The policy will specifically support Article 12 of the UNCRC. This relates to every child having a right to express their views and have them given due weight in accordance with their age and maturity. Children should be provided with the opportunity to be heard, either directly or through a representative or appropriate body. This links to the Respected and Responsible welfare indicators. Other Articles of the UNCRC may indirectly be relevant also.

We envisage that the policy will potentially impact upon the opportunity of children and young people to become more actively engaged in the planning system. However, there is the potential for intersectional issues to effect the perception of certain groups of children and young people of engagement. Research relating to out of school groups and activities suggests this may particularly be an issue for both disabled children and older children.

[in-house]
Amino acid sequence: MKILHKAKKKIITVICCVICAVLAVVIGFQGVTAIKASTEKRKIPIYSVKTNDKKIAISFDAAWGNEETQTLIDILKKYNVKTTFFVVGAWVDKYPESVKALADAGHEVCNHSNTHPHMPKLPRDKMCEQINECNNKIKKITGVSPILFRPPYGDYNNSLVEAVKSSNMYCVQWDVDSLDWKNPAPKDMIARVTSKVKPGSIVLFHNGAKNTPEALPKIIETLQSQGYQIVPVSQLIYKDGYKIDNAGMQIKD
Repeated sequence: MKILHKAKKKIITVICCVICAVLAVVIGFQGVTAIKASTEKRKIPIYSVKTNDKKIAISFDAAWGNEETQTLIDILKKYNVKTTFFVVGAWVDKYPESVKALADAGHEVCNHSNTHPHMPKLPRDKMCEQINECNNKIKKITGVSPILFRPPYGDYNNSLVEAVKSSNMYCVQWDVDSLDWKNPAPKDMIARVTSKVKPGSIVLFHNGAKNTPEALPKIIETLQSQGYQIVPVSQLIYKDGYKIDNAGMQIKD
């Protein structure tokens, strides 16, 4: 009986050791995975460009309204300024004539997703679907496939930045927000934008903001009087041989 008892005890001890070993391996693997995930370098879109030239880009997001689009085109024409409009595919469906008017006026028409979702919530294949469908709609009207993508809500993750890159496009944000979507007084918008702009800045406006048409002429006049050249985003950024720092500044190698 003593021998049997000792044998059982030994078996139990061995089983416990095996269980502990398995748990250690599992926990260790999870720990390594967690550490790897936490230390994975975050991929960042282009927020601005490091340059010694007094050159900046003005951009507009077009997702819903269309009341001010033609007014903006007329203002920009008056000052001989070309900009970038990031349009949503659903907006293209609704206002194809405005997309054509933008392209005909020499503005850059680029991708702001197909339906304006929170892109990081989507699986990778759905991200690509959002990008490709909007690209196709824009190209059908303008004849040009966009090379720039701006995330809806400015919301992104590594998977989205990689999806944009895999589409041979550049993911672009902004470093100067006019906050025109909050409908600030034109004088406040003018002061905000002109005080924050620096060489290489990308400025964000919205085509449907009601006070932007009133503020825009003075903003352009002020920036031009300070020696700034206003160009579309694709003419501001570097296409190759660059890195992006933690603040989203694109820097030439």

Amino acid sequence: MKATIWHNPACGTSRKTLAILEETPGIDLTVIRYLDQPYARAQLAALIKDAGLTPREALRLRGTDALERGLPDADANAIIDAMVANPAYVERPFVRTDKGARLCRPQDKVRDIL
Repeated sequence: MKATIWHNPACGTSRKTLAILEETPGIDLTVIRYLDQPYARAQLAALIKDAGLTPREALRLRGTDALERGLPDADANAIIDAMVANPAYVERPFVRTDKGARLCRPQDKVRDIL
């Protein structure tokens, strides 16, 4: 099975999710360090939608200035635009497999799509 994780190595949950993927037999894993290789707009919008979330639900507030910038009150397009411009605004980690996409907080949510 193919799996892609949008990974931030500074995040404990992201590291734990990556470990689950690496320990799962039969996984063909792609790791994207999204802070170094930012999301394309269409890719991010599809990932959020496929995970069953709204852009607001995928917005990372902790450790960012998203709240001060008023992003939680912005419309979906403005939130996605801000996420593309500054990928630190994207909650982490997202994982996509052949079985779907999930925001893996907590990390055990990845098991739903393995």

We would want to gather evidence on the potential impacts on how the policy affects or could affect children and young people in practice.

Stage 2: Data and evidence gathering, involvement and consultation

Characteristic[49] Evidence gathered and Strength/quality of evidence Source Data gaps identified and action taken 
Age

Scotland’s population is ageing. In mid-2019, 19% of the population were aged 65 and over compared with 17% a decade earlier in mid-2009. Over the same period, the population aged 65 and over increased in all council areas.

Nearly 9 in 10 adults (88 per cent) in Scotland use the internet either for work or personal use, a steady increase over time from 65 per cent in 2007. Notably, there has been a significant increase in internet use amongst older adults aged 60+ (from 29 per cent to 66 per cent). There are lower rates of internet use among older adults than among younger adults. In 2019, almost all (99 per cent) adults aged 16-24 reported using the internet compared to 43 per cent of those aged 75+.